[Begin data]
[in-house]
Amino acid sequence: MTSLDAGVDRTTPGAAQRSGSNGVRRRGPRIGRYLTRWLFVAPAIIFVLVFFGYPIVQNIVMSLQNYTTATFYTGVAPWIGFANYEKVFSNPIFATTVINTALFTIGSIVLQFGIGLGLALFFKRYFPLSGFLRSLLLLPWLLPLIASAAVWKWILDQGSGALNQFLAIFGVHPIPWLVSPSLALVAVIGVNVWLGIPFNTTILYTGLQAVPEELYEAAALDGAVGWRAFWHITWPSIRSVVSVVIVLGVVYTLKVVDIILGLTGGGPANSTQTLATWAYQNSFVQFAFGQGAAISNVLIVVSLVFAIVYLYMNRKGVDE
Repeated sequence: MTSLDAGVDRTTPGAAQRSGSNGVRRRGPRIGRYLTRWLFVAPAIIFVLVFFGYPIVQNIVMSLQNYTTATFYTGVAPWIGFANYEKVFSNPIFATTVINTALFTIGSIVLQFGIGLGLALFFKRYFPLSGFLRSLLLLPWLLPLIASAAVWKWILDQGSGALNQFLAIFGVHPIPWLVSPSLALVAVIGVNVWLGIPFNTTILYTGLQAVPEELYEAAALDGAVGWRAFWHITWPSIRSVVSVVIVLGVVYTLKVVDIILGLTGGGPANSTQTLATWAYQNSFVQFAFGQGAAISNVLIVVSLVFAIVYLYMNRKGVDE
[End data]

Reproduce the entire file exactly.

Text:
[in-house]
Amino acid sequence: MTSLDAGVDRTTPGAAQRSGSNGVRRRGPRIGRYLTRWLFVAPAIIFVLVFFGYPIVQNIVMSLQNYTTATFYTGVAPWIGFANYEKVFSNPIFATTVINTALFTIGSIVLQFGIGLGLALFFKRYFPLSGFLRSLLLLPWLLPLIASAAVWKWILDQGSGALNQFLAIFGVHPIPWLVSPSLALVAVIGVNVWLGIPFNTTILYTGLQAVPEELYEAAALDGAVGWRAFWHITWPSIRSVVSVVIVLGVVYTLKVVDIILGLTGGGPANSTQTLATWAYQNSFVQFAFGQGAAISNVLIVVSLVFAIVYLYMNRKGVDE
Repeated sequence: MTSLDAGVDRTTPGAAQRSGSNGVRRRGPRIGRYLTRWLFVAPAIIFVLVFFGYPIVQNIVMSLQNYTTATFYTGVAPWIGFANYEKVFSNPIFATTVINTALFTIGSIVLQFGIGLGLALFFKRYFPLSGFLRSLLLLPWLLPLIASAAVWKWILDQGSGALNQFLAIFGVHPIPWLVSPSLALVAVIGVNVWLGIPFNTTILYTGLQAVPEELYEAAALDGAVGWRAFWHITWPSIRSVVSVVIVLGVVYTLKVVDIILGLTGGGPANSTQTLATWAYQNSFVQFAFGQGAAISNVLIVVSLVFAIVYLYMNRKGVDE